In the past we have seen airlines turn down flight compensation claims that were over two years old. Airlines often argued that The Montreal Convention 1999 meant passengers had just two years to bring an EU261 flight delay claim in England and Wales.
Bott and Co represented client James Dawson all the way to the Supreme Court in a test case around this issue. We argued that consumers actually have six years to bring a flight compensation claim, in accordance with Section 9 of the Limitation Act 1980.
After several rounds of appeal, in October 2014 a binding decision was made in the case of Dawson V Thomson Airways Judges ruled against the airlines and agreed with Bott and Co that consumers in England and Wales have six years to bring a flight delay claim.
The case of Dawson V Thomson Airways Judges ruled against the airlines and agreed with Bott and Co that consumers in England and Wales have six years to bring a flight delay claim.
It was hoped that this would bring the much-needed clarity to the matter and that airlines would start to pay out on flight delay cases over two years old without further dispute. Unfortunately this has not been the case.
The airlines have stopped running the Montreal Convention argument since the Supreme Court decision in 2014. However, some carriers are now arguing that their Terms & Conditions state passengers only have two years from the date of the flight to bring a claim for delay compensation.
What Are The Terms And Conditions Arguments That The Airlines Are Running Now?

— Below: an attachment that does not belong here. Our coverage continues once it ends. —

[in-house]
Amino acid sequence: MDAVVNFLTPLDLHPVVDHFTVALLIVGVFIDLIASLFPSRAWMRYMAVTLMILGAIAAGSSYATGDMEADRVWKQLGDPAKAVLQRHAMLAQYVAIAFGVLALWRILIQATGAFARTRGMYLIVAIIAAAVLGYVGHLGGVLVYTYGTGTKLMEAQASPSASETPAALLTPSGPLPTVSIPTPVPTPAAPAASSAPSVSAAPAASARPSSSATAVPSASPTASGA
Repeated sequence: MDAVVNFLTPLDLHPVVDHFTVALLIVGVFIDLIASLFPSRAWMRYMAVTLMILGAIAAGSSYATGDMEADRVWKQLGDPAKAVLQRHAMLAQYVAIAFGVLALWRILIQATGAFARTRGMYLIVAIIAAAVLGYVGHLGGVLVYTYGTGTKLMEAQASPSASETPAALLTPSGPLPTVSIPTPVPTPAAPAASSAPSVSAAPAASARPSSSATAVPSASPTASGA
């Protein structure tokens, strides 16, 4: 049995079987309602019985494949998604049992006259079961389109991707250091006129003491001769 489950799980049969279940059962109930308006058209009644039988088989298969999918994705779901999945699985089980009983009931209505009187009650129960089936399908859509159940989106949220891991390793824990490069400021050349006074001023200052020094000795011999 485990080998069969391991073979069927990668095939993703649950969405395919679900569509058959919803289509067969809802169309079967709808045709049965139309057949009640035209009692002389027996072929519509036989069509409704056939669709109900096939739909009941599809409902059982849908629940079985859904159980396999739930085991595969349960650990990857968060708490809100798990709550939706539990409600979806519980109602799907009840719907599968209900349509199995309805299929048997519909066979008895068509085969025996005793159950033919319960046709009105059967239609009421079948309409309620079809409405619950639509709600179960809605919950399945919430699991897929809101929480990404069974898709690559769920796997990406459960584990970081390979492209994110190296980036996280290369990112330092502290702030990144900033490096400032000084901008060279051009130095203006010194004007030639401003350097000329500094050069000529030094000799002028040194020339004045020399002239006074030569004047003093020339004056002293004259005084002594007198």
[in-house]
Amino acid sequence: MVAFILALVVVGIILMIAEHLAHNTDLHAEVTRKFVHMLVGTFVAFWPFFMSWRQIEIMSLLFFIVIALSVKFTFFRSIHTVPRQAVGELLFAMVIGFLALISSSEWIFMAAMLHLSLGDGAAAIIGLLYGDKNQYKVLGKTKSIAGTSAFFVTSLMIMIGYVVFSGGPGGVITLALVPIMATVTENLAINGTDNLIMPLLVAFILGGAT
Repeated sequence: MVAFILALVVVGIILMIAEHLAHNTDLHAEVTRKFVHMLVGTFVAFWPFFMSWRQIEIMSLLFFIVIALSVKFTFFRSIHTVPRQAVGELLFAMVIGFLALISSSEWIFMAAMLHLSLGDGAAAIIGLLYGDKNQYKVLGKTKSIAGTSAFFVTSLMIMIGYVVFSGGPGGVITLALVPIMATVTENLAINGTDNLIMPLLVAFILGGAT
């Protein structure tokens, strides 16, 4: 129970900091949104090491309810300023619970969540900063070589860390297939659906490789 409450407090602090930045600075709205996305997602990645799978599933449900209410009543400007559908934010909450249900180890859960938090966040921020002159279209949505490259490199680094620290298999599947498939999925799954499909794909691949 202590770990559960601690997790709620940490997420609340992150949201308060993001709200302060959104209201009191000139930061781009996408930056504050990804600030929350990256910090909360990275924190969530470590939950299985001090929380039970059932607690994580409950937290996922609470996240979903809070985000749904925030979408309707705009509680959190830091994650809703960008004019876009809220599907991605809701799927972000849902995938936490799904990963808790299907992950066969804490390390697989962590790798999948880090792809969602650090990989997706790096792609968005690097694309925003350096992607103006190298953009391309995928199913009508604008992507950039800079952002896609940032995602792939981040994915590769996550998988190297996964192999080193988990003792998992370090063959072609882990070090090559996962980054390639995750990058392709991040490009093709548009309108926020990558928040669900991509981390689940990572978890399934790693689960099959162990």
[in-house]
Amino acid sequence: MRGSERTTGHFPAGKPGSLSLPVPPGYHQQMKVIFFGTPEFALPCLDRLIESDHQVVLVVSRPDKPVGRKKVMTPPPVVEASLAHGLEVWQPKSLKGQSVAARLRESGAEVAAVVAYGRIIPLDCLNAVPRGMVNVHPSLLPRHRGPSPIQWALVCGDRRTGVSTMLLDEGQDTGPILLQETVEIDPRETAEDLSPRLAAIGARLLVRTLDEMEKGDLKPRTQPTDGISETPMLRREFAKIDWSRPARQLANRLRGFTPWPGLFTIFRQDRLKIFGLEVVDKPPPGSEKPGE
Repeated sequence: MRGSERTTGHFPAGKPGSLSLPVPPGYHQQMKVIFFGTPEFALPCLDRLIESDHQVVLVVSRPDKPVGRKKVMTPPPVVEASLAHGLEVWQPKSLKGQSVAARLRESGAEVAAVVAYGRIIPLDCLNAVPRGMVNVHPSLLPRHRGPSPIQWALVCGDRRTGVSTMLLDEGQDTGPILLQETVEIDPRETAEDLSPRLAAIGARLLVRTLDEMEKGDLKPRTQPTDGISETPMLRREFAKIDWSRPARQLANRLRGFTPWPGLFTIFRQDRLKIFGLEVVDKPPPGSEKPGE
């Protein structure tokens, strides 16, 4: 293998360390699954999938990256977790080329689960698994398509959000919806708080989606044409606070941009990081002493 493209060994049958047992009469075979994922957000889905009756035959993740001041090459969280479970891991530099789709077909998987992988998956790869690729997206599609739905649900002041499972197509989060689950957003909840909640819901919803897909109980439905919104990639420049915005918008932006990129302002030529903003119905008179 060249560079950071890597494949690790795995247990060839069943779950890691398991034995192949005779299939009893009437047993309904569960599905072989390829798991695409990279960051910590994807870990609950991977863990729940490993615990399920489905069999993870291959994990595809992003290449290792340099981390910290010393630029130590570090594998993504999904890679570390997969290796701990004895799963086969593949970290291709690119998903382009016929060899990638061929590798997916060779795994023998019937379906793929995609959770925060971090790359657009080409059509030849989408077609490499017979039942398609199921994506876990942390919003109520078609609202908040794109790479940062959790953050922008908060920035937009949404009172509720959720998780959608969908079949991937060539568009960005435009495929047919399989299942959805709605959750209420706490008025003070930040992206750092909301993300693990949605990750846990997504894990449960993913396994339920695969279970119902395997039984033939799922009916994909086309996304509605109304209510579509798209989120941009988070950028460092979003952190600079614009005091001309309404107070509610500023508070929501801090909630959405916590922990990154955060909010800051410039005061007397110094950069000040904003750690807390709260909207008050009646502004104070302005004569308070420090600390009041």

Some airlines’ terms and conditions specify that their passengers only have two years to make “any claim for damages”. They are using this clause in their terms and conditions to attempt to avoid paying out delayed flight compensation under EU261.
We fundamentally disagree with this position and run several arguments to counteract the airlines’ defence when we encounter this on behalf of our clients.
What Should I Do?
If you are handling your flight compensation claim yourself and have received a defence (before October 31st 2014) from the airlines stating you only have two years to bring a claim, we recommend you write to the airline and resubmit your claim, asking them to reconsider your case in light of the Dawson V Thomson Airways judgment.
If you are handling your claim yourself and have received a defence (after October 31st 2014) from the airlines stating you only have two years to bring a claim due to their Terms and conditions then we recommend you issue court proceedings as soon as possible.
If you are not comfortable in doing so yourself, then one of the specialist flight delay compensation solicitors at Bott and Co will be happy to handle your case on a no-win no-fee basis.
If you’re in doubt over whether you have a valid flight delay claim, our handy online flight compensation checker gives you an instant answer. All you need to do is enter your flight date and number.
A member of The Law Society, Coby helped establish the flight delay compensation sector in the UK.
His work has been recognised throughout the industry, winning numerous awards, including The Manchester Law Society Associate of the Year. Coby has been a key speaker on Flight Compensation, appearing on Sky News, BBC Radio and national newspapers as a flight delay expert.
*Based on 10,211 court proceedings issued between May 2013 and February 2016.